Advent. What an extraordinary time — situated at the intersection of old and new, the close of the calendar year and outset of the Church's new liturgical year. A time when we are called to examine our lives and prepare for the birth of Christ. The Church calls us in these days to reflect on the past year, "make straight" the way of the Lord through our prayers, almsgiving, and Sacrament of Penance, and discern what changes we need to make in our hearts to best prepare for His coming.
"Let us not resist the first Advent," St. Augustine tells us, "and the second will not terrify us." In the "first Advent," Jesus makes His humble entrance into the world through our Blessed Mother. Like those gathered in the stable in Bethlehem, we revere this coming with great joy.
Yet St. Augustine also reminds us of this season's foreshadowing of the "second Advent," the second coming of Christ. Throughout these weeks, we hear proclaimed the Gospel messages about the end of the world and the second coming of Christ. Rather than eliciting fear or apprehension, these readings should provide us with a healthy reminder of our life's end. If we are living out the call to holiness, these days will also deepen in us joy and anticipation at His second coming.
St. Luke, whose Gospel we will explore in the coming liturgical year, reminds us, "People will die of fright in anticipation of what is coming upon the world, for the powers of the heavens will be shaken. And then they will see the Son of Man coming in a cloud with power and great glory. But when these signs begin to happen, stand erect and raise your heads because your redemption is at hand" (Luke 21:26-28).
The second Advent is not to be feared! Christ walks with us in our lives, everyday. In a very real way, His second coming will find us ready if we have welcomed Him each day.
When Jesus comes, He will say to those who are ready, "Come, you who are blessed by my Father; take your inheritance, the kingdom prepared for you since the creation of the world. For I was hungry and you gave me something to eat, I was thirsty and you gave me something to drink, I was a stranger and you invited me in, I needed clothes and you clothed me, I was sick and you looked after me, I was in prison and you came to visit me" (Mt 25: 34-36).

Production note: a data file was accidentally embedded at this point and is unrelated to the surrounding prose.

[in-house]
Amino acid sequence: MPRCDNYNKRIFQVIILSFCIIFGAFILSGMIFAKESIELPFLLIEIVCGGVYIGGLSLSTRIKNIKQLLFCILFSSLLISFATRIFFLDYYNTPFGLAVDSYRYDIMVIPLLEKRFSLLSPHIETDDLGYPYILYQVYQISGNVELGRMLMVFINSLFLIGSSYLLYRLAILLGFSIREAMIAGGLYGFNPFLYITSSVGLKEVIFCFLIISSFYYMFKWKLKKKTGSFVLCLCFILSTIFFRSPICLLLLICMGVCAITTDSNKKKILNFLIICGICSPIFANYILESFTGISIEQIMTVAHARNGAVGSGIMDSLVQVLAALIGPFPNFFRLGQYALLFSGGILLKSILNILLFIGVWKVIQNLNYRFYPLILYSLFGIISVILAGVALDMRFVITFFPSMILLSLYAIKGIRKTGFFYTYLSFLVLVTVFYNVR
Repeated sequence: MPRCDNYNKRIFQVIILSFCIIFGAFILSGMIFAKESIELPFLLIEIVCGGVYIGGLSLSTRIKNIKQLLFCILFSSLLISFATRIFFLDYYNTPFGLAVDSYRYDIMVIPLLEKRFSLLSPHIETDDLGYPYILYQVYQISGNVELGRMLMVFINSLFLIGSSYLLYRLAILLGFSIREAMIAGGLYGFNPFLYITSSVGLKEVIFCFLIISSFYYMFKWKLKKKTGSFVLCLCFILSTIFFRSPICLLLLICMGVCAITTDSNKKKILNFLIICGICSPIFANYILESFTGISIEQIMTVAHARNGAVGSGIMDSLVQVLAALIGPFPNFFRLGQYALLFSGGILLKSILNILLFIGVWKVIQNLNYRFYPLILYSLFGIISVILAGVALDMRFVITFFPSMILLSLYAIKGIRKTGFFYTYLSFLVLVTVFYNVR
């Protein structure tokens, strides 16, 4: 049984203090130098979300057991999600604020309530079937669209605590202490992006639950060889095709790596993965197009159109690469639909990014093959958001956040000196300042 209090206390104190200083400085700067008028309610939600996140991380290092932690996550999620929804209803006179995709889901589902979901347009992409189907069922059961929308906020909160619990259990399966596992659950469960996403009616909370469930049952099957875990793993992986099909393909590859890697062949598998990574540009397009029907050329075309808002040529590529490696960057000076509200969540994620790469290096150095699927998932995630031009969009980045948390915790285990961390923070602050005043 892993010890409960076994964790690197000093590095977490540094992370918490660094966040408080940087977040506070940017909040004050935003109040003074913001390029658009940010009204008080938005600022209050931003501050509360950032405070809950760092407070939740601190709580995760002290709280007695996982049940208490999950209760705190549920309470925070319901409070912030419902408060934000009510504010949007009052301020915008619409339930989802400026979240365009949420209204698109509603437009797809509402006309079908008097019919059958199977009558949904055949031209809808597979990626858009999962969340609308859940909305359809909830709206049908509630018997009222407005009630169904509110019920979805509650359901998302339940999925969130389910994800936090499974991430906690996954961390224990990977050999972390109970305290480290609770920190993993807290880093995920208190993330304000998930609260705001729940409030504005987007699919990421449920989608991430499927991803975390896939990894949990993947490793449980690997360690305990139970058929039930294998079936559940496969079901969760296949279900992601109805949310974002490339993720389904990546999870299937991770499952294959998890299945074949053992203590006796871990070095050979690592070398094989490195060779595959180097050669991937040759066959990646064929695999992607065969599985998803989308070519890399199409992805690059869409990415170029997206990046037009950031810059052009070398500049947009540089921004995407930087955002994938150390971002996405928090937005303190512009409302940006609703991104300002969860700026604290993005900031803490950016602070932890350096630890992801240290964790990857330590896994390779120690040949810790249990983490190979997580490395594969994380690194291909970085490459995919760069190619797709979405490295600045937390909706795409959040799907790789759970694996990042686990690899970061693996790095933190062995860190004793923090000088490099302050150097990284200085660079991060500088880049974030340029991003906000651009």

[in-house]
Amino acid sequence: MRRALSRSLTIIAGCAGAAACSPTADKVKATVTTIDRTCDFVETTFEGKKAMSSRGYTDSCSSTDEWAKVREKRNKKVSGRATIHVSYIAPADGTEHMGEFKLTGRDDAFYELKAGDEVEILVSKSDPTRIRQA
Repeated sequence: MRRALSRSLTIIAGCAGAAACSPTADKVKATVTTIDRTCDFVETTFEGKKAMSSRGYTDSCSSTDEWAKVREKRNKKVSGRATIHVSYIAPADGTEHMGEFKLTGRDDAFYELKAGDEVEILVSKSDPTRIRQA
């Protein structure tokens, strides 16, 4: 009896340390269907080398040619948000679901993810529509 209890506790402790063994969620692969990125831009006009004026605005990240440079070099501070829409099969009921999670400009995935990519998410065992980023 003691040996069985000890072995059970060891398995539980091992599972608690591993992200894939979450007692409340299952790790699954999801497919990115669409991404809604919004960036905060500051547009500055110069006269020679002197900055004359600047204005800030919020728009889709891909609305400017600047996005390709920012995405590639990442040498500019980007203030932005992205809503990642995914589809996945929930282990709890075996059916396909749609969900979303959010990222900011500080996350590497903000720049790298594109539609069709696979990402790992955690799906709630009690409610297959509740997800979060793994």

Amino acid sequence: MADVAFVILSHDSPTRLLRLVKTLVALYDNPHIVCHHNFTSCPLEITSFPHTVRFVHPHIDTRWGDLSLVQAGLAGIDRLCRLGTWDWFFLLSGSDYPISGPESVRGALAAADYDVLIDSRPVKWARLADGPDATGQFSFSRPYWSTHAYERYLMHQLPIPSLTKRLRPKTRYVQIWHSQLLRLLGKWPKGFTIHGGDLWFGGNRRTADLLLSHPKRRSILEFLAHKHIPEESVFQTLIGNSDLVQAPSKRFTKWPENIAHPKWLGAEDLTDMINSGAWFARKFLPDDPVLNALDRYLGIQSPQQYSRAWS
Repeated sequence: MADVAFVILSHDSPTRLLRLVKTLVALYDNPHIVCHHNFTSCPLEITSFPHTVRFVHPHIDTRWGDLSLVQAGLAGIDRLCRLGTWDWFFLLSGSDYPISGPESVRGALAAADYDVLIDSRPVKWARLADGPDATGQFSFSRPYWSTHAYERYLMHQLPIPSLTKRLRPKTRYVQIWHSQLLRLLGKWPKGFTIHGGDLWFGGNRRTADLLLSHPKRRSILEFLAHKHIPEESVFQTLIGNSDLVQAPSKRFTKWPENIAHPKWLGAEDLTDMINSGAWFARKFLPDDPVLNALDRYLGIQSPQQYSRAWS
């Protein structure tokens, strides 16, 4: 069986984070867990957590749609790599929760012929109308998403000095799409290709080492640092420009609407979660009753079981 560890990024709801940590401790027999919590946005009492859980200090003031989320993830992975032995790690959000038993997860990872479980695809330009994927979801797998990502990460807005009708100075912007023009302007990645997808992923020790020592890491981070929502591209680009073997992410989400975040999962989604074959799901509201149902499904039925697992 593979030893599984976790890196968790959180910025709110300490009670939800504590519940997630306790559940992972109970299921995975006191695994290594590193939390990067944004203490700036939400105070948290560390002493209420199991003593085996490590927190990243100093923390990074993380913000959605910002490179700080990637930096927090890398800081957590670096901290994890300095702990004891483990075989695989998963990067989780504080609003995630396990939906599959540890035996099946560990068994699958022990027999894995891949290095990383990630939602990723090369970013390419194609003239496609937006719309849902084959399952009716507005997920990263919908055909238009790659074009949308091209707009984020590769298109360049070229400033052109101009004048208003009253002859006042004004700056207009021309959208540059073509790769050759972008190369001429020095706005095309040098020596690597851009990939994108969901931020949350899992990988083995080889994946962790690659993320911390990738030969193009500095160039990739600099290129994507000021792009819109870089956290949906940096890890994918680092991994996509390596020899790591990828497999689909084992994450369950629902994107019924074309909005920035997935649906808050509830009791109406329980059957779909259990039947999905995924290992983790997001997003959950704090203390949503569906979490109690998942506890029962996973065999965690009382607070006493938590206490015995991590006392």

This is how we are to live — welcoming Christ through prayer and penance this season. If we do so, nothing will, in the words of St. Augustine, "terrify" us at His coming. Having our eyes set on our eternal life with Him helps us to live in the present focusing on what is truly important, and keeps us focused on a life devoted to Christ Jesus.
The Catechism states, "By sharing in the long preparation for the Savior's first coming, the faithful renew their ardent desire for his second coming. By celebrating the precursor's birth and martyrdom, the Church unites herself to his desire: ‘He must increase, but I must decrease'" (CCC, § 524). Jesus is our bridge from earth to heaven, and looking to His first coming with trust will help us to remember to approach the second with joy.
Participation in the sacraments is pivotal for our preparation. Advent is a penitential time in the Church, and I strongly urge you to take advantage of this opportunity to be in fuller communion with the Lord. By calling to mind our sins and confessing them, we are able to focus on what we need to change in order to prepare completely for Christ's coming. "Through the confession of sins man looks squarely at the sins he is guilty of, takes responsibility for them, and thereby opens himself again to God and to the communion of the Church in order to make a new future possible" (CCC, § 1455). Confession, like the second coming, need not be daunting. Rather, it should be part and parcel of our daily lives.
As always, I keep you in my prayers, and wish you and your families a blessed Advent.